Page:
Egypt extends election amid low turnout concerns
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Voting for Egypt’s presidential election has been extended into a third day, state media said Tuesday, amid reports of lower than expected turnout that could threaten the legitimacy of the eventual winner.
The vote had been due to end at 10pm (1900 GMT) Tuesday but has now been extended until Wednesday, state TV quoted an official in the body overseeing the election as saying. The extension would allow the “greatest number possible” to vote, said the official.
Low turnout would be seen at home and abroad as an immediate setback for frontrunner Abdel Fattah al-Sisi, the former army chief who toppled Egypt’s first freely elected leader, the Muslim Brotherhood’s Mohammed Morsi.
Although Sisi is poised for an almost certain victory, he and his backers seek a large turnout to send a message to the West - as well as to his domestic opponents - that Morsi’s ouster was not a coup but another popular revolution.
However, The Muslim Brotherhood and its Islamist allies, who view Sisi as the mastermind of a coup against Morsi, have called for a boycott of the election. Many secular critics, meanwhile, worry that yet another military man as president will mean a return of the autocratic policies of former president Hosni Mubarak, toppled in a 2011 popular uprising.
The military-backed government had launched a determined effort to get out the vote.
The justice ministry said Egyptians who did not vote would be fined, and train fares were waived in an effort to boost the numbers. Local media loyal to the government chided the public for not turning out in large enough numbers.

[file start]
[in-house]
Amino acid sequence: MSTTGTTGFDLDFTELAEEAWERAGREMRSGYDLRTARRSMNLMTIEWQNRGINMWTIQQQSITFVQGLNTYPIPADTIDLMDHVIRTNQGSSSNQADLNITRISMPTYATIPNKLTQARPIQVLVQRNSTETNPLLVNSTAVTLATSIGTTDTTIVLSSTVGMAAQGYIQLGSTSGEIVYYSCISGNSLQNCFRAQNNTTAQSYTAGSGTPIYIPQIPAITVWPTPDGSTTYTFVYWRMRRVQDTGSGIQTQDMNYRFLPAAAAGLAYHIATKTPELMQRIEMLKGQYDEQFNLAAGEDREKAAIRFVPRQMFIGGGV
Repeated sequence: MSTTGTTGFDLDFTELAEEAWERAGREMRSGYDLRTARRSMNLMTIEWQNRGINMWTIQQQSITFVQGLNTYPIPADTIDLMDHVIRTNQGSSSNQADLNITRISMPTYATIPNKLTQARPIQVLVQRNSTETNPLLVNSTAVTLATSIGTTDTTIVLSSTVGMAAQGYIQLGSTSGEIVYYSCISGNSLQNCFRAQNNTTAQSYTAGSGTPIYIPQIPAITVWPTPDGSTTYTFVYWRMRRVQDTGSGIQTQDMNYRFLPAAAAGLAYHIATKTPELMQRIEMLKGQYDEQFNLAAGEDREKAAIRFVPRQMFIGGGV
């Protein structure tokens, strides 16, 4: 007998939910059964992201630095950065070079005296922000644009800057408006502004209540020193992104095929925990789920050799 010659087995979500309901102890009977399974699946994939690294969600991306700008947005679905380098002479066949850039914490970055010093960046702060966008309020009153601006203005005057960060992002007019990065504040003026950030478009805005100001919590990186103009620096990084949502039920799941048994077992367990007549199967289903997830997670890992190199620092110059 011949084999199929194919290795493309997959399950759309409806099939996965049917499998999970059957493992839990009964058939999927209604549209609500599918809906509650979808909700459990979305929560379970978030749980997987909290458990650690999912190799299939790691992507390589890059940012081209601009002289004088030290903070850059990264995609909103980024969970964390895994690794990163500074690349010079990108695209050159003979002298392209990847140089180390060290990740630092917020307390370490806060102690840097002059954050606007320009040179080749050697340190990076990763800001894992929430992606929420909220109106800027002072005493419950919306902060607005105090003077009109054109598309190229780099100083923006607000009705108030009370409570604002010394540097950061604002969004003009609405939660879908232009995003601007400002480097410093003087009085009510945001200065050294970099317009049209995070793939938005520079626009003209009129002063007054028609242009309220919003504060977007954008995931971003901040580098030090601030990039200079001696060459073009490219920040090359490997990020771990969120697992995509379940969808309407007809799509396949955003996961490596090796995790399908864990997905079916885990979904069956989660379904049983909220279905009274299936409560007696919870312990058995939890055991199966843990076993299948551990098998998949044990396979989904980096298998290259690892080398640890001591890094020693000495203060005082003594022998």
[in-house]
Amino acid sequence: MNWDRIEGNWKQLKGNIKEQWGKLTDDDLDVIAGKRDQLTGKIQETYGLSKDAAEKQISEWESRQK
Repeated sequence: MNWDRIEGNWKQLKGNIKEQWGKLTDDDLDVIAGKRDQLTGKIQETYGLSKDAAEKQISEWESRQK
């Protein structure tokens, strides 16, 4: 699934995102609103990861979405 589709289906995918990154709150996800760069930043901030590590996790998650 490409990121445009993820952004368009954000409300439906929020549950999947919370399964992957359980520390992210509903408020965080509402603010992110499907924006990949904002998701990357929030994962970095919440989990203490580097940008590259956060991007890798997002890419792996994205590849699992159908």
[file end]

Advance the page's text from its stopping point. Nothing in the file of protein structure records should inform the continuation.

One prominent TV commentator, a government loyalist from the Mubarak days, said people who did not vote were “traitors, traitors, traitors”.
Al-Azhar, a state-run body that is Egypt’s highest Islamic authority, said failure to vote was “to disobey the nation”, state TV reported. Pope Tawadros, head of Egypt’s Coptic church, also appeared on state TV to urge voters to head to the polls.
However, lines outside polling stations in various parts of Cairo were short Tuesday, and in some cases no voters could be seen.
Monday’s turnout ‘at 10-15 percent’
There have been no official figures released on turnout so far, but Hani Abdel-Latif, spokesman of the Interior Ministry, told the Associated Press that security reports estimated that at least 30 percent of the nearly 54 million registered voters cast ballots Monday and the first five hours of voting Tuesday.
But the campaign of Sisi’s only opponent in the election, leftist politician Hamdeen Sabahi, said its representatives at polling stations estimated turnout Monday at only 10-15 percent.
It is the second time Egyptians are electing a president in two years, and it is the seventh vote or referendum since 2011.
The limited showing on Monday and Tuesday contrasted with parliamentary and presidential elections held after Mubarak’s overthrow, when voter lines were measured in the hundreds and stretched far into the streets leading to the polling stations.
Morsi won more than 13 million votes, or 26 percent of the electorate, in 2012, in a vote where turnout was 52 percent.
(FRANCE 24 with AP, REUTERS)